It can’t get much hotter
by Rick Watson
Jun 30, 2012 | 1518 views | 0 0 comments | 12 12 recommendations | email to a friend | print
Rick Watson
Rick Watson
I tried to sit on the screen porch to write this column but that lasted about as long as a teenage crush.

It was hotter than a cup of McDonalds coffee, and I was afraid I’d sweat so hard that I’d short out the keyboard on my laptop. So in I went.

I bought Jilda an iPad last year and she has a weather app on it. She programs in all our favorite vacation spots and each day when it’s hot enough to smelt iron ore on the front walk, she flips through the various places.

It’s 68 and breezy in San Francisco. In Telluride, it’s 75 with a low in the upper 40’s tonight. In Galway, Ireland it’s 60 degrees with rain.

I have to admit that with the forecast here in Alabama over the next few weeks calling for temps only slightly less than the actual surface of the sun, walking in the rain in Galway sounds really appealing.

I think we were better off before air conditioning. We never had air conditioning when I was growing up and the heat never seemed to phase me.

During the summer when the sun was high, we played outside from daylight until dark. By the time the school bells began to ring in the fall, I was as brown as a brogan.

It would never have occurred to me to waste a single precious second of my summer indoors, without threats from my mom.

“If you don’t come in right now and get ready for bed, I’ll whip you with a rose bush.”

Even after Jilda and I married, we lived in a 12’ X 65’ house trailer without air conditioning. On hot summer days, we spent a lot of time in the shade of our mimosa trees drinking ice tea and eating watermelon. We had a BBQ grill and we cooked a lot of meals outside to keep from heating the house up even more.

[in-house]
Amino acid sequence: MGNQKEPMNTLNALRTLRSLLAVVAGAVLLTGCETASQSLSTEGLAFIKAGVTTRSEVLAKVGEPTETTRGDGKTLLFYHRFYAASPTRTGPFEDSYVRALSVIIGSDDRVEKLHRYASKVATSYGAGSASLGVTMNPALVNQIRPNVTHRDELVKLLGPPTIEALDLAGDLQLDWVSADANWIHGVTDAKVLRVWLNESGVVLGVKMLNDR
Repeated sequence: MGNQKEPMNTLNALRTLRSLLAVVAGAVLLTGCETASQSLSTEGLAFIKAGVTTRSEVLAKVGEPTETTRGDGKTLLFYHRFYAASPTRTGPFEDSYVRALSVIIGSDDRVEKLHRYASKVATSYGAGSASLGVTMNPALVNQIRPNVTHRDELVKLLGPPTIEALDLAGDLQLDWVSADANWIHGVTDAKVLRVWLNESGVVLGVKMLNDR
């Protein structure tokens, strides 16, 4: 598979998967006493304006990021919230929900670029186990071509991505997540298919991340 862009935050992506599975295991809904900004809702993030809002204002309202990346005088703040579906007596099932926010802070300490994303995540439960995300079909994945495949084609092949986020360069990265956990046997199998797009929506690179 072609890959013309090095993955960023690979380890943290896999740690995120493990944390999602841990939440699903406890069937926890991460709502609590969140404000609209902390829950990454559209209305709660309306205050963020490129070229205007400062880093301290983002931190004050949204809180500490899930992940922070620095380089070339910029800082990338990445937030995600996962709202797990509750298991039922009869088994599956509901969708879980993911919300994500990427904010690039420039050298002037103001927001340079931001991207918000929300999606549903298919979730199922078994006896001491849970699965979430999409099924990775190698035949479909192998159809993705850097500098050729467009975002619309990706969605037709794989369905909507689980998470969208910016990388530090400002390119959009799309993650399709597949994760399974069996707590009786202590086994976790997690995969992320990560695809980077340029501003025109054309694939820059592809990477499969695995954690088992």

At night we had a huge steel-bladed box fan in our bedroom window. The window in there was low and the fan pulled a cool breeze from even the warmest summer nights.

Hurricane Fredrick hit Mobile in 1979 and when my boss at MaBell asked for volunteers to head south to work the following spring and summer, I jumped at the chance.

We secured the trailer, I loaded Jilda and Duke, our old German Shepherd, into our pickup and we headed to Mobile. We lived in a Howard Johnson Hotel on Government Boulevard until September.

We worked hard during the day, but Jilda was the designated cook and each day she’d plan dinner for the 12 guys (and women) in our work crew.

Everybody threw money in the pot and each day while we worked, she’d go grocery shopping. We had seafood feast, steak, chili, pot roast and anything we could think of. Even though it was brutally hot that summer, we all gained weight.

When we came home in September and went through the trailer, all the candles had melted into puddles.

The plastic shower curtain somehow sealed together into a clump that resembled a science experiment that had gone terribly wrong.

We managed to save a little money from all the overtime that summer, which allowed us to put a down payment on the house where we now live.

Of course it has central air conditioning, so the days of spending time under mimosa trees and sipping sweet tea are just fond memories.

Are we better off today? I sometimes wonder.